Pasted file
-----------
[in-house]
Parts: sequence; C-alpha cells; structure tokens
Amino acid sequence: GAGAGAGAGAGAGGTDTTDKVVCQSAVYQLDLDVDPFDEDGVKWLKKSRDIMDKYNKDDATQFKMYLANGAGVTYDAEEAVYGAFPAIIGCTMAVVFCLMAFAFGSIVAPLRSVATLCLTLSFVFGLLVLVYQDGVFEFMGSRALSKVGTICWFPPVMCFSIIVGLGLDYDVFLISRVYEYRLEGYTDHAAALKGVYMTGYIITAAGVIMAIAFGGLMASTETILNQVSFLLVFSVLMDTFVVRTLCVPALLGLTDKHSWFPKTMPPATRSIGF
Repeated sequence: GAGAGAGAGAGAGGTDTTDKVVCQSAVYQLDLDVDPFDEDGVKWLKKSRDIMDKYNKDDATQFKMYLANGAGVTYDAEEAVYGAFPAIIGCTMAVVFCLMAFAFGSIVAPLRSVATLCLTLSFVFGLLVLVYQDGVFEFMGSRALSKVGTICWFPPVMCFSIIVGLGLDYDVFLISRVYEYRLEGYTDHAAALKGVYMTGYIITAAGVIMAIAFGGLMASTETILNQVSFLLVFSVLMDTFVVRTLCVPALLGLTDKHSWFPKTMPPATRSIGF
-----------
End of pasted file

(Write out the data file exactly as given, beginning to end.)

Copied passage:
[in-house]
Parts: sequence; C-alpha cells; structure tokens
Amino acid sequence: GAGAGAGAGAGAGGTDTTDKVVCQSAVYQLDLDVDPFDEDGVKWLKKSRDIMDKYNKDDATQFKMYLANGAGVTYDAEEAVYGAFPAIIGCTMAVVFCLMAFAFGSIVAPLRSVATLCLTLSFVFGLLVLVYQDGVFEFMGSRALSKVGTICWFPPVMCFSIIVGLGLDYDVFLISRVYEYRLEGYTDHAAALKGVYMTGYIITAAGVIMAIAFGGLMASTETILNQVSFLLVFSVLMDTFVVRTLCVPALLGLTDKHSWFPKTMPPATRSIGF
Repeated sequence: GAGAGAGAGAGAGGTDTTDKVVCQSAVYQLDLDVDPFDEDGVKWLKKSRDIMDKYNKDDATQFKMYLANGAGVTYDAEEAVYGAFPAIIGCTMAVVFCLMAFAFGSIVAPLRSVATLCLTLSFVFGLLVLVYQDGVFEFMGSRALSKVGTICWFPPVMCFSIIVGLGLDYDVFLISRVYEYRLEGYTDHAAALKGVYMTGYIITAAGVIMAIAFGGLMASTETILNQVSFLLVFSVLMDTFVVRTLCVPALLGLTDKHSWFPKTMPPATRSIGF